Monday, September 29, 2014

The Modern Russian Problem with Monarchy

I have been quite amazed by the number of people who identify as monarchists or who are at least interested enough in the subject to read what I write who are such unabashed admirers of Russian President Vladimir Putin. How can a man who is a former KGB officer of the Soviet Union, the President of a republic who bases his rule on being democratically elected (putting aside allegations of chicanery in the voting process) and who is at odds with almost every remaining monarchy in the world able to have any monarchists as his fans? In my experience this usually comes down to the draw of nationalism, Russian Orthodoxy and support for most of his policies as well as the image of Putin as the man standing opposed to the liberal western world that these people despise. Well, on that count, one would be hard-pressed to find a bigger critic of modern, liberal, western society than myself but I want to put it back to the way it was, not see it wiped out or replaced by simply a more illiberal version of “democratic” republicanism. However, if one is a fan of Putin simply because one views him as being the least bad in a cast of bad characters or the tallest dwarf in midget land, I can at least understand that and will start with something positive.

Putin with his old boss Yeltsin
Restricting oneself to the current Russian political establishment, to those who have a realistic chance of gaining power and ruling the country, I have said in the past that Putin may well be the least bad option. This is a country in which the second largest political faction is the Communist Party that thinks the height of Russian greatness was the Stalin era. God knows the last thing anyone would want would be to see those cretins in power. Furthermore, in his domestic policies, there has been some things that I have agreed with Putin on and there are instances in which I think he has done the right thing. He has privatized the economy somewhat, he has encouraged Russians to have more children (as the population is shrinking fast) and he has shown more favor to the Russian Orthodox Church than past governments. Some things were just personally satisfying for me like arresting those annoying sanctimonious Green Peace activists in the Barents Sea or that ridiculous girl group that was desecrating churches. However, I am not prepared to view a politician as the Second Coming just for banning “Gay Pride” parades.

Let me also say that when it comes to foreign policy, while I mostly think Putin has been atrocious in this area, there are areas in which he has a legitimate case. For example, the expansion of NATO into Eastern Europe. NATO, in which the United States carries almost the entire military burden, has moved in right next door to Russia by accepting countries such as the Baltic states as members. Given how NATO is set up (one goes to war, we all go to war) this was effectively a war guarantee to these countries from the United States. Let me stress that I have nothing against the Baltic states and do not wish any harm to come to them but the idea that the United States should go to war on their behalf is absurd. These countries, much like Ukraine, were part of Russia for hundreds of years and it had no impact on the United States at all. There is no reason for it and it antagonizes Russia just as the United States would be outraged if Russia gave a war guarantee to a country like Mexico. Perhaps even worse as Putin has talked a good game when it comes to warning the west not to mess with his allies but he has never actually been willing to risk a confrontation by defending them. NATO has never been put to the test so it remains probably more threatening because it has never had to back down.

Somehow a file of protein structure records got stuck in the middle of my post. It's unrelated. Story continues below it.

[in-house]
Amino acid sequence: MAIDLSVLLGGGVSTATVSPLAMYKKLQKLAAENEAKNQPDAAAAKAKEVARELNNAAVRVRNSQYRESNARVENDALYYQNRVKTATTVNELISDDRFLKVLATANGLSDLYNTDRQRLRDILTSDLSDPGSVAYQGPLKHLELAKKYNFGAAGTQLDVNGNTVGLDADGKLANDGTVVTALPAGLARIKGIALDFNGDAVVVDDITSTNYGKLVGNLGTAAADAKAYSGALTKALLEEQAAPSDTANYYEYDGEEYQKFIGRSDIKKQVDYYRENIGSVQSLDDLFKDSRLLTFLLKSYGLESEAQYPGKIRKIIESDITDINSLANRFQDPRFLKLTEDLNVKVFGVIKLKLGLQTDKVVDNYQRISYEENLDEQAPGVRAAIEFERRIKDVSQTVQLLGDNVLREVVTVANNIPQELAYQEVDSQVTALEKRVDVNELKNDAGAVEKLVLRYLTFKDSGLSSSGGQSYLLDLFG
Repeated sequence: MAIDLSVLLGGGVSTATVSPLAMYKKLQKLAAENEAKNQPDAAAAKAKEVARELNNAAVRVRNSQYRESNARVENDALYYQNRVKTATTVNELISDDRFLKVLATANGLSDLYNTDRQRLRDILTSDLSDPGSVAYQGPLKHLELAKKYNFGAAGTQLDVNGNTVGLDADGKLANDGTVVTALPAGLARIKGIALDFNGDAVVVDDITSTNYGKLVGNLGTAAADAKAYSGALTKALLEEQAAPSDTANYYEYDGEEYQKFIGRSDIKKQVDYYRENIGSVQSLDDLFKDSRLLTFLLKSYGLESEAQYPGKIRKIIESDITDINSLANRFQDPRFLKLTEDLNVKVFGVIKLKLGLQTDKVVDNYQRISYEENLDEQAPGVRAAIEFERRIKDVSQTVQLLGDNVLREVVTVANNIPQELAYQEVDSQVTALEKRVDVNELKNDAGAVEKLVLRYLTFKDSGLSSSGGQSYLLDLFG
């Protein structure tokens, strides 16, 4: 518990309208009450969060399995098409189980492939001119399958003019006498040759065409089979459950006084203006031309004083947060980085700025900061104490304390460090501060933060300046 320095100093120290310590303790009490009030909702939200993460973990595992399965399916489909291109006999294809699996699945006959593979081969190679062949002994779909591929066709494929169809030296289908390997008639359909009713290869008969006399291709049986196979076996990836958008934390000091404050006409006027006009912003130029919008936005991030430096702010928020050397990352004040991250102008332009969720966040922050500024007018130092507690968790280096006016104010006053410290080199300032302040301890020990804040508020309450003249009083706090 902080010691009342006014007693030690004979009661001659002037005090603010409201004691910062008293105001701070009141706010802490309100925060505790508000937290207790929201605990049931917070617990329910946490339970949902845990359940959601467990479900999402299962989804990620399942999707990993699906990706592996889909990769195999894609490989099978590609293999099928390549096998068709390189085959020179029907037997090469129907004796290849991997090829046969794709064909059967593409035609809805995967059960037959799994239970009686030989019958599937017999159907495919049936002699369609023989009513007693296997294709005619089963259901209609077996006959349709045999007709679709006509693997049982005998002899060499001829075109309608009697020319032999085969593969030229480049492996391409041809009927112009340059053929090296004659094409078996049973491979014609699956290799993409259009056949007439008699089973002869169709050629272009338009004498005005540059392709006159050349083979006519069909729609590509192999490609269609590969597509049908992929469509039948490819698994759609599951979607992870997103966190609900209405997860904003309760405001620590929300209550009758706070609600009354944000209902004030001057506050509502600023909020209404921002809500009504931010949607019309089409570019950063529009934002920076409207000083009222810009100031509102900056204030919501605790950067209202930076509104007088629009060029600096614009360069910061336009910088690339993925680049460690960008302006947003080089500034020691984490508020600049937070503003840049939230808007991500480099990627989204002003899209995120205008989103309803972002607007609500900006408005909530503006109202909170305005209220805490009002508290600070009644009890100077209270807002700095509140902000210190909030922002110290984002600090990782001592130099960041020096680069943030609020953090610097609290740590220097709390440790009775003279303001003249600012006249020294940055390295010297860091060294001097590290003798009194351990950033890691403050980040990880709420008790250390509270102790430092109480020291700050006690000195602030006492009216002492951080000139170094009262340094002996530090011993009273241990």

So, there are certainly areas in which Russia has a just case and in which a bad attitude at least, on the part of Russia, is totally justified and a not unnatural reaction to overreach by western Europe and the United States. The problem, at least for pan-monarchists like myself who want to protect the few remaining monarchies in the world, is that, despite how stridently anti-American I know many monarchists are, most of the monarchies of the world are officially or unofficially under the protection of the United States. Virtually every monarchy in Europe save for perhaps Liechtenstein is a member of NATO or is under the protection of a NATO member. For a pan-monarchist there is no getting around the fact that, in the world as it is today, the United States is defending the few remaining monarchies and the Russian Federation is defending their enemies. In the Middle East, the Arab monarchies are on friendly terms with the United States whereas the regimes on the most friendly terms with Russia are the stridently anti-monarchy Islamic Republic of Iran and its surrogate in Syria. Likewise, in East Asia, the United States is allies with the monarchies of Japan and Thailand with ties strengthening with Malaysia while Russia is on friendliest terms with the People’s Republic of China. This being the same Communist China that positively despises Japan, has territorial disputes with them, Malaysia and even little Brunei and which inspired the overthrow of the monarchy in Nepal.